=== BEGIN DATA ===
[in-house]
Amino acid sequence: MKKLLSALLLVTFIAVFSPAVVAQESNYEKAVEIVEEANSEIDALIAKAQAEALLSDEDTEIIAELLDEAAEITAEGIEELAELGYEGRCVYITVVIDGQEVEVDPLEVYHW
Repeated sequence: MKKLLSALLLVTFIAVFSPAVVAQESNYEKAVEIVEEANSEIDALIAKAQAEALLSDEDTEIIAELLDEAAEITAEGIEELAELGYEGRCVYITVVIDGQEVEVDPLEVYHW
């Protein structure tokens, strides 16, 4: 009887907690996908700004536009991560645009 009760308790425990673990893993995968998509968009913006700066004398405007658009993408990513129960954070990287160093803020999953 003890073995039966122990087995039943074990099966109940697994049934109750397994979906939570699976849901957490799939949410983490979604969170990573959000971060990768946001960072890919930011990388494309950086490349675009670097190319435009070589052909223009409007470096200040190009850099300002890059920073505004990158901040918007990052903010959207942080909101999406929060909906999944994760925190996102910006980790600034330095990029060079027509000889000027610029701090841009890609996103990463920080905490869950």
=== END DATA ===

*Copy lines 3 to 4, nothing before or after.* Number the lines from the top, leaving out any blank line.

Repeated sequence: MKKLLSALLLVTFIAVFSPAVVAQESNYEKAVEIVEEANSEIDALIAKAQAEALLSDEDTEIIAELLDEAAEITAEGIEELAELGYEGRCVYITVVIDGQEVEVDPLEVYHW
């Protein structure tokens, strides 16, 4: 009887907690996908700004536009991560645009 009760308790425990673990893993995968998509968009913006700066004398405007658009993408990513129960954070990287160093803020999953 003890073995039966122990087995039943074990099966109940697994049934109750397994979906939570699976849901957490799939949410983490979604969170990573959000971060990768946001960072890919930011990388494309950086490349675009670097190319435009070589052909223009409007470096200040190009850099300002890059920073505004990158901040918007990052903010959207942080909101999406929060909906999944994760925190996102910006980790600034330095990029060079027509000889000027610029701090841009890609996103990463920080905490869950």